NHS England could be missing 12% of its nursing workforce by 2020, according to a new report from the Health Foundation.
In short supply, a report analysing the 2016 NHS staff survey shows that almost half of all nurses are concerned that there aren’t sufficient staffing levels to allow them to do their job properly. Its statistical analysis indicated a shortfall of 42,000 nurses could hit services in England by 2020.
Leaked Department of Health figures previously forecast a 'worst case scenario' nursing shortage of 40,000 by 2026.
Read more: Shortage of up to 40,000 nurses could follow Brexit by 2026
The report also reveals that pay for NHS staff on pay bands 5 and above, which represents 625,000 people and includes all nurses, will drop by 12% between 2010/11 and 2020/21, after accounting for inflation. It warns that without a change to pay policy the situation could become even worse.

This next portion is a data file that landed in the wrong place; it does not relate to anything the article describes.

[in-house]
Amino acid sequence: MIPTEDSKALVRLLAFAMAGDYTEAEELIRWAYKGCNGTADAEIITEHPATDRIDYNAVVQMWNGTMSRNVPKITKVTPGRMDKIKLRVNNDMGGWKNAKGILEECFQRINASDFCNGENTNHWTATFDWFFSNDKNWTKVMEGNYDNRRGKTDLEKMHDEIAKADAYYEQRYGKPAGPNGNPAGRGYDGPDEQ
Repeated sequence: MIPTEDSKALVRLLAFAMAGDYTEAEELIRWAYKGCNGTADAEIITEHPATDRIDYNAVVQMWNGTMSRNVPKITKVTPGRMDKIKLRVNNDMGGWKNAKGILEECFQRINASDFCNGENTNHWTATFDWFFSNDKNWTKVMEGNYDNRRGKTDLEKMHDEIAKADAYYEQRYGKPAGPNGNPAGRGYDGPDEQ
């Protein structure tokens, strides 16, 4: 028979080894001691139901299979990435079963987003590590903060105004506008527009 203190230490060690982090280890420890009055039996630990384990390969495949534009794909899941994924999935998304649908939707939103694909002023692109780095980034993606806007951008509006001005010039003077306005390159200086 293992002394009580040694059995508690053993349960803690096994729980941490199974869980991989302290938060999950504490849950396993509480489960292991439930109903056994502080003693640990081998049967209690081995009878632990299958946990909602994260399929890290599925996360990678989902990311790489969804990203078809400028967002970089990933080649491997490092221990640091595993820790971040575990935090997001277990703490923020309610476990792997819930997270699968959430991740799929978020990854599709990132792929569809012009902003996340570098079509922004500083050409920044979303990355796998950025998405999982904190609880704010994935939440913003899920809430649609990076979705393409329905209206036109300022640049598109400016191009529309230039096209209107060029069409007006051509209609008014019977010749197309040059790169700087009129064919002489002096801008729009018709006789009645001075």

Looking at at nurse staffing levels and NHS pay policy, the Health Foundation said they found that a serious lack of coordinated workforce planning is one of the ‘Achilles heels of the NHS’. They said impact of Brexit on international recruitment is likely to make the situation worse.
Health Foundation director of research and economics Anita Charlesworth said: ‘Poor workforce planning is one of the key risks facing the NHS. We are still not training enough nurses, doing too little to stop nurses leaving, and there seems to be no plan for pay policy following almost a decade of pay restraint. On top of this, the impact of Brexit means that international recruitment – the health service’s usual get-out-of-jail-free card for staff shortages – is at risk.
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‘Half of nurses don’t feel staffing levels are safe. The stress this places on nurses is causing many to leave the health service, making it even harder to provide safe staffing levels and driving a vicious cycle which can’t be escaped with more quick fixes or short-term solutions.’
The report also found that NHS staff will have had a pay cut since 2010/11, when taking into account inflation, and current public sector pay policy implies they will face further real-terms pay cuts in the coming years.